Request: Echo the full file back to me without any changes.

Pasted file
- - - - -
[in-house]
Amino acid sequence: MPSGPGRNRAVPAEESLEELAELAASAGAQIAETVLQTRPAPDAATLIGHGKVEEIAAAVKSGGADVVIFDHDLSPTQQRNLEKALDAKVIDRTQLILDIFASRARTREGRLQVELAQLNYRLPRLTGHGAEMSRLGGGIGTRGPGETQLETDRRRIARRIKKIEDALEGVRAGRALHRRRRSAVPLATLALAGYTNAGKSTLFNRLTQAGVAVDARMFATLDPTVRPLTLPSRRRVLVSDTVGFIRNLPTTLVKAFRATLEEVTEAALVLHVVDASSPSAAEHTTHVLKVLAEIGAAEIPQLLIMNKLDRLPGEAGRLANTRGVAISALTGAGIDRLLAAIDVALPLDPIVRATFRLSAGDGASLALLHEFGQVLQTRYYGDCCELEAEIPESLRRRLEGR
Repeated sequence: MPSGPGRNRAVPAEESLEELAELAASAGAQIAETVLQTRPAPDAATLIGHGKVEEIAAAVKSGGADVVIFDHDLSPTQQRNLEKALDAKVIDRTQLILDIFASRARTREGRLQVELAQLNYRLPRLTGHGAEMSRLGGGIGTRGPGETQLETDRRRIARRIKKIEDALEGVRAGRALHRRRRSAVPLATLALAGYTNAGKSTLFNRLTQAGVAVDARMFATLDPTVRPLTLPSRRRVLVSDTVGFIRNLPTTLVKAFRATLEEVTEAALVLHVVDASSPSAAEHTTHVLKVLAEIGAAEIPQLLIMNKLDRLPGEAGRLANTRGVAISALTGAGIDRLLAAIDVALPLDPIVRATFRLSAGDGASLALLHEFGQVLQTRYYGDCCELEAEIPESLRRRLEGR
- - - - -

[in-house]
Amino acid sequence: MPSGPGRNRAVPAEESLEELAELAASAGAQIAETVLQTRPAPDAATLIGHGKVEEIAAAVKSGGADVVIFDHDLSPTQQRNLEKALDAKVIDRTQLILDIFASRARTREGRLQVELAQLNYRLPRLTGHGAEMSRLGGGIGTRGPGETQLETDRRRIARRIKKIEDALEGVRAGRALHRRRRSAVPLATLALAGYTNAGKSTLFNRLTQAGVAVDARMFATLDPTVRPLTLPSRRRVLVSDTVGFIRNLPTTLVKAFRATLEEVTEAALVLHVVDASSPSAAEHTTHVLKVLAEIGAAEIPQLLIMNKLDRLPGEAGRLANTRGVAISALTGAGIDRLLAAIDVALPLDPIVRATFRLSAGDGASLALLHEFGQVLQTRYYGDCCELEAEIPESLRRRLEGR
Repeated sequence: MPSGPGRNRAVPAEESLEELAELAASAGAQIAETVLQTRPAPDAATLIGHGKVEEIAAAVKSGGADVVIFDHDLSPTQQRNLEKALDAKVIDRTQLILDIFASRARTREGRLQVELAQLNYRLPRLTGHGAEMSRLGGGIGTRGPGETQLETDRRRIARRIKKIEDALEGVRAGRALHRRRRSAVPLATLALAGYTNAGKSTLFNRLTQAGVAVDARMFATLDPTVRPLTLPSRRRVLVSDTVGFIRNLPTTLVKAFRATLEEVTEAALVLHVVDASSPSAAEHTTHVLKVLAEIGAAEIPQLLIMNKLDRLPGEAGRLANTRGVAISALTGAGIDRLLAAIDVALPLDPIVRATFRLSAGDGASLALLHEFGQVLQTRYYGDCCELEAEIPESLRRRLEGR